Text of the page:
Bill White received kudos for his immediate bi-partisan response to the plight of victims from Hurricane Katrina and was decisive in his decision to accept the influx of hundreds of thousands of Katrina evacuees. Houstonians were deeply moved to volunteer and provide humanitarian aid; however, people in Houston and the surrounding areas were angered with the Mayor’s lack of long term planning and the resulting ramifications. An estimated 150,000 to 200,000 Louisianans resettled in Houston, increasing our city’s population by 10% overnight.
While many people expected evacuees to eventually return to Louisiana, two out of every three stayed in Houston, straining all key city services – our schools, hospitals, emergency services and public safety. Many evacuees arrived dependent on Medicaid and the state’s children’s health insurance programs. This increase to a system already struggling will “continue to be a financial burden to our system.” The increase in crime immediately following the evacuees arrival cannot be overlooked, even though many attempt to dismiss it because it was predominantly evacuee on evacuee crime.
Rice researchers, studying the sociological impact on Houston, found residents remain conflicted about the experience. Mayor White’s not well thought out good deed will continue to impact our city long after he has left office.
Texas voters may be surprised to learn that the Houston Police Officers Association and the Houston Professional Firefighters Association publicly endorsed Rick Perry over Bill White. The third-largest firefighters union in the nation, Houston Professional Fire Fighters Association, Local #341 President stayed largely neutral in speaking of the two candidates, stating simply that they have “a good working relationship … that we expect to continue” with Perry.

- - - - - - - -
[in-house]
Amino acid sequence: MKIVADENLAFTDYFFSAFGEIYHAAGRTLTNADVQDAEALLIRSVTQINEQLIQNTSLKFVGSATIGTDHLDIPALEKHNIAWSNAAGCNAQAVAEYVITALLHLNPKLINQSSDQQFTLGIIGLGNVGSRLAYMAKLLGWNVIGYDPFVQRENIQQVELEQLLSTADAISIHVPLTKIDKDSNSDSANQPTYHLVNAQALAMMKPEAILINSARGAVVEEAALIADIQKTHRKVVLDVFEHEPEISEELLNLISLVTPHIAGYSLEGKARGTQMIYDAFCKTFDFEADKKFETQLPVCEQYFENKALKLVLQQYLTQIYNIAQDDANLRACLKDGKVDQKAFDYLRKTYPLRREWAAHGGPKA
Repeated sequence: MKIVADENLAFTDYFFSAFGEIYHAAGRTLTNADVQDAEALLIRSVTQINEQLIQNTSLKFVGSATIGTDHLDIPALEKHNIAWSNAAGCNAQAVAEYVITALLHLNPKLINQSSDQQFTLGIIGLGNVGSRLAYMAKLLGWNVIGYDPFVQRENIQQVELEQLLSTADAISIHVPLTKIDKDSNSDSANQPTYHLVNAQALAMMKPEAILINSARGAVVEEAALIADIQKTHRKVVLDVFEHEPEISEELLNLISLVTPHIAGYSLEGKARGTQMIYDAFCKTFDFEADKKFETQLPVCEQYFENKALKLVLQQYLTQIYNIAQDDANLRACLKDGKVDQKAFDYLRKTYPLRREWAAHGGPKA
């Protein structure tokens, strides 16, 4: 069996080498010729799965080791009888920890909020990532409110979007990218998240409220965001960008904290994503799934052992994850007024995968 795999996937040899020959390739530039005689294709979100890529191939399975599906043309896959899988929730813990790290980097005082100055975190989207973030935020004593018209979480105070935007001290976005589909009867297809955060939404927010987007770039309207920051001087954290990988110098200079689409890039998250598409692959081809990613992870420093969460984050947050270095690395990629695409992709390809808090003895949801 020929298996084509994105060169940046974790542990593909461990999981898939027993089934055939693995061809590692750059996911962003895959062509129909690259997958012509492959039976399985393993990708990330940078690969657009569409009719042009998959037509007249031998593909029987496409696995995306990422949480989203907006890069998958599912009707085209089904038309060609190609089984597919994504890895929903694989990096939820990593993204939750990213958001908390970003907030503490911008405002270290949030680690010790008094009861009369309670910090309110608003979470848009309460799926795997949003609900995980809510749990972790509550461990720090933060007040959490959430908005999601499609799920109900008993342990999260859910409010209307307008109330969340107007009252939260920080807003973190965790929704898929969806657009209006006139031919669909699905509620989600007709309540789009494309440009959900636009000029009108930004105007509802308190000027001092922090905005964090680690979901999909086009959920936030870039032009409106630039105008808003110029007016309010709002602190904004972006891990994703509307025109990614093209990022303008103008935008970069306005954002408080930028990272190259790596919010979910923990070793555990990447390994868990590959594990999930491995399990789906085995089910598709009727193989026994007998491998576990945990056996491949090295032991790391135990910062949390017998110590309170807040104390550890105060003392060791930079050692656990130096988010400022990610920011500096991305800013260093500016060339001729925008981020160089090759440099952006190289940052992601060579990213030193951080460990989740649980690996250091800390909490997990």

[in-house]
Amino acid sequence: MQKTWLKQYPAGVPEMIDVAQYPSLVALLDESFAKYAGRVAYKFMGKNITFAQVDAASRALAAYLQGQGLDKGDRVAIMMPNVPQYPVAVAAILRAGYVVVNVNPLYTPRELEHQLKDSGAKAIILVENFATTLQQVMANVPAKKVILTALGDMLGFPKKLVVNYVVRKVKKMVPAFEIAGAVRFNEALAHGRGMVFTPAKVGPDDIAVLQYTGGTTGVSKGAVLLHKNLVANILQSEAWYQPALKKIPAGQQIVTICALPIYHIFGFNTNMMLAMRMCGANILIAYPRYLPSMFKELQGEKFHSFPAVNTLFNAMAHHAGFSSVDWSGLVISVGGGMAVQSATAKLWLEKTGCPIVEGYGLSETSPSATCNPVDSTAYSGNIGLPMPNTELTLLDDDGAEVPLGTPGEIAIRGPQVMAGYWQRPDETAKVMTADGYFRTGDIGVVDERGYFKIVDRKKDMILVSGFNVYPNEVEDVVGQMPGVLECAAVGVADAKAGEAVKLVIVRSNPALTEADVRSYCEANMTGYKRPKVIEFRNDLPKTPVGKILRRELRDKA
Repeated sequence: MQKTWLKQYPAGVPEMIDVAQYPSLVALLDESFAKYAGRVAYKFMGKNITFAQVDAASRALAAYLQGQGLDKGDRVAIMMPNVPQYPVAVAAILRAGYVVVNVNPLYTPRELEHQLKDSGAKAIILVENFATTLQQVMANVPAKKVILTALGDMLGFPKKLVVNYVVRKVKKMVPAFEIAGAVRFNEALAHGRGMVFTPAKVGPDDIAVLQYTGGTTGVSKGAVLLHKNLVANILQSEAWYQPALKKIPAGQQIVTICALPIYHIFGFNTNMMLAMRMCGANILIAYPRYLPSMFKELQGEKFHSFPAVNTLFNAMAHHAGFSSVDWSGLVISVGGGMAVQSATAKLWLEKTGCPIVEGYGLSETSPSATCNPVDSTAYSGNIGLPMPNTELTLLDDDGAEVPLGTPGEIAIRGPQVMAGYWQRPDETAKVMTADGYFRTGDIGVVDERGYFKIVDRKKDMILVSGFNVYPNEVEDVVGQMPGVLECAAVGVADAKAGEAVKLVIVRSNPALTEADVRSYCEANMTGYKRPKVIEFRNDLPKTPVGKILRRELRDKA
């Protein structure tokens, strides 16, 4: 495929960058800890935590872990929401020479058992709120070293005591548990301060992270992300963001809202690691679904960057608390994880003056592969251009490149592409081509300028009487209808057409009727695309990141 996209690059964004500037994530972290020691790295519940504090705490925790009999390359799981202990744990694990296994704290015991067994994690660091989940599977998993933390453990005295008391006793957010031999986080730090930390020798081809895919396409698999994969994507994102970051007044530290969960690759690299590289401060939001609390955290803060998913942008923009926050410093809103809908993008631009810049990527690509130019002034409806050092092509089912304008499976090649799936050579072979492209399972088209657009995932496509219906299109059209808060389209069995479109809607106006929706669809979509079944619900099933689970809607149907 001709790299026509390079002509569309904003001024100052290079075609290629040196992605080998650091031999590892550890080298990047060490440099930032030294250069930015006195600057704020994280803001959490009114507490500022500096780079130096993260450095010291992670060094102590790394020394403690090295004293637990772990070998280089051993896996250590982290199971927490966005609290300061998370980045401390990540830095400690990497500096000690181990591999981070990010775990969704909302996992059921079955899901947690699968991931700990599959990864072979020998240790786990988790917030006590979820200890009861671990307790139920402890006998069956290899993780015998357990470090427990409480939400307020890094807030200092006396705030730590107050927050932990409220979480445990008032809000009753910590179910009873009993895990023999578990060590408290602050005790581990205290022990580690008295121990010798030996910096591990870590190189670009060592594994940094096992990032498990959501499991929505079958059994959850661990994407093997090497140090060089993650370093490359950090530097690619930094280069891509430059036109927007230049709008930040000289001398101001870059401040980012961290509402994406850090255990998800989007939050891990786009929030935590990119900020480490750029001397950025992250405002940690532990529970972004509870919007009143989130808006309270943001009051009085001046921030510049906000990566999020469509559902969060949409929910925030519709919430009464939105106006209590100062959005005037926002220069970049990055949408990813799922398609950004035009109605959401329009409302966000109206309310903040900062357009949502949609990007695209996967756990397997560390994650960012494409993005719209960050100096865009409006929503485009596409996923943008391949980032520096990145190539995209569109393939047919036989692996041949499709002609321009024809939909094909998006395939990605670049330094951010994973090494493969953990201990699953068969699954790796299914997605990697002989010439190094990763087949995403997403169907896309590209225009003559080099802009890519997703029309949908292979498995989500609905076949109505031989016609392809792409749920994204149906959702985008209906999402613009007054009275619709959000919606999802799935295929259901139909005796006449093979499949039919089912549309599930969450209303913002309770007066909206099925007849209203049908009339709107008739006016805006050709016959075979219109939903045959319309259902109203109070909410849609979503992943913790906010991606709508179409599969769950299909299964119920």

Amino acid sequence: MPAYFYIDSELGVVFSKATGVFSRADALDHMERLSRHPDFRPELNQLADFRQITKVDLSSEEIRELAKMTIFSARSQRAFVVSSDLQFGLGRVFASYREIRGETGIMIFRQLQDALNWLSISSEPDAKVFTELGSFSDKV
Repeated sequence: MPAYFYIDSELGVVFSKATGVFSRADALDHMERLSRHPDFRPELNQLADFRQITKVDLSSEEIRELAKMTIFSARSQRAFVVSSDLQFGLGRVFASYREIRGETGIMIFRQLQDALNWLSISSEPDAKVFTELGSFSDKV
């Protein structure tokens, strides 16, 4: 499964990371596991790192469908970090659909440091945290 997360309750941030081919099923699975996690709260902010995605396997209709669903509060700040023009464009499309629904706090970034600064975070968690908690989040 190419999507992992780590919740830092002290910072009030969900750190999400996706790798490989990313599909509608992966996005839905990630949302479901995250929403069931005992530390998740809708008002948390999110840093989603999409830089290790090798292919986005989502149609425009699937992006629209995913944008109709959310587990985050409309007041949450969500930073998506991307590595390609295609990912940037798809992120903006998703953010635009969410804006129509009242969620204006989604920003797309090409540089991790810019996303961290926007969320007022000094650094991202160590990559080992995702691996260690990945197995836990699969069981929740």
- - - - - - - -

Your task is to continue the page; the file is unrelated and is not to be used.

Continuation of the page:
On the other hand, Houston police are not silent on their reasons for endorsing Perry over White. Though state and local media limit the story to a few short sentences, the Houston Police Officers Union PAC unanimously agreed to endorse Gov. Rick Perry.
In their own words officers speak out about Bill White for major understaffing issues, a number of broken promises, including White’s choice of outsider Harold Hurtt for police chief, and particularly the “sanctuary policy,” a general order prohibiting officers to ask about citizenship status. In the past four years, three policemen were killed, and two seriously injured by repeat criminal illegal aliens. Please remember Officer Rodney Johnson, Officer Gary Gryder, Officer Joe Pyland, Officer Richard Salter, and Officer Henry Canales.
Personal testimony starts at :29 on the video below.
Houston is Bankrupt
Perhaps the strongest indicator of White’s potential as Governor for is the economic and financial status of the city at the end of his term.
In March, current Houston Mayor Annise Parker addressed the financial state of Houston she inherited from former Mayor Bill White. “For years now, we have spent more money than we have taken in,” she said. “You can’t spend more than you earn. It is a very unbusinesslike approach to running things.”
To offset budget deficits, services have been trimmed, a 30% increase in water and sewer bills over the next four years started this summer, and if approved by voters this November, Prop 1 would institute a new drainage fee on all Houstonians, including churches and schools traditionally exempt. Six months ago Parker raised the possibility of furloughs and layoffs for city workers, and called for police, fire, and municipal employee unions to offer concessions.
Texas Economy Remains Strong
In light of Bill White’s fiscal record as Houston Mayor before and during the initial effects of the recession, do we really want him responsible for the Great State of Texas’ economy?
We think it is important that Rick Perry continue to lead Texas, represent Texans, and fight for Texas in the coming months.